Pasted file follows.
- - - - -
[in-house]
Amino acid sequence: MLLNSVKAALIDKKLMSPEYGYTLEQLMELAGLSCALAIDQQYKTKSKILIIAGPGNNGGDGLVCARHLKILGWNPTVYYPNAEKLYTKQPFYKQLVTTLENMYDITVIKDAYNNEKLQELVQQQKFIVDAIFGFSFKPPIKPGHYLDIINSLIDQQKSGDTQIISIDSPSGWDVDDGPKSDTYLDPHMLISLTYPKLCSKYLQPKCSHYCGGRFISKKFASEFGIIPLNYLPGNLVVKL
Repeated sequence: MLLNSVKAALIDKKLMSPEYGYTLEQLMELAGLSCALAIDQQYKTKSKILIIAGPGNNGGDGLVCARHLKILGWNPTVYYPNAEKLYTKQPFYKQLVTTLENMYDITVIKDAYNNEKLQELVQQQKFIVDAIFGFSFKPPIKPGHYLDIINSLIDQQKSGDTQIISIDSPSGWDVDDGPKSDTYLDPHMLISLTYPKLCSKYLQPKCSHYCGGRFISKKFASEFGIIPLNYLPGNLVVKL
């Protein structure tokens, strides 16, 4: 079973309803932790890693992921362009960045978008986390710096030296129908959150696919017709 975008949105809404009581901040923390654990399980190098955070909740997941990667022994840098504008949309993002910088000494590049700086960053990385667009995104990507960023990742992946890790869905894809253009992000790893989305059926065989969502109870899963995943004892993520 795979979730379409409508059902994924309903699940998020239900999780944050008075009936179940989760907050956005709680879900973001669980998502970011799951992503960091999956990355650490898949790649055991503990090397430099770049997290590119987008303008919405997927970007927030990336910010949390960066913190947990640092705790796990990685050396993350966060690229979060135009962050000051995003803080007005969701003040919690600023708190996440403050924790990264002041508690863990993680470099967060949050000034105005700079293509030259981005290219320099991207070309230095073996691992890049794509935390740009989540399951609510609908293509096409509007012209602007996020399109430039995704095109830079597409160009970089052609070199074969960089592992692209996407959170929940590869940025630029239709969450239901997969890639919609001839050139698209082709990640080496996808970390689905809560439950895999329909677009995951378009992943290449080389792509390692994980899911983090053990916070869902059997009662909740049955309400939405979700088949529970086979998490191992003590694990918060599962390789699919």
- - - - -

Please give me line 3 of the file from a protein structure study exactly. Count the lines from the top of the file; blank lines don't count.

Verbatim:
Repeated sequence: MLLNSVKAALIDKKLMSPEYGYTLEQLMELAGLSCALAIDQQYKTKSKILIIAGPGNNGGDGLVCARHLKILGWNPTVYYPNAEKLYTKQPFYKQLVTTLENMYDITVIKDAYNNEKLQELVQQQKFIVDAIFGFSFKPPIKPGHYLDIINSLIDQQKSGDTQIISIDSPSGWDVDDGPKSDTYLDPHMLISLTYPKLCSKYLQPKCSHYCGGRFISKKFASEFGIIPLNYLPGNLVVKL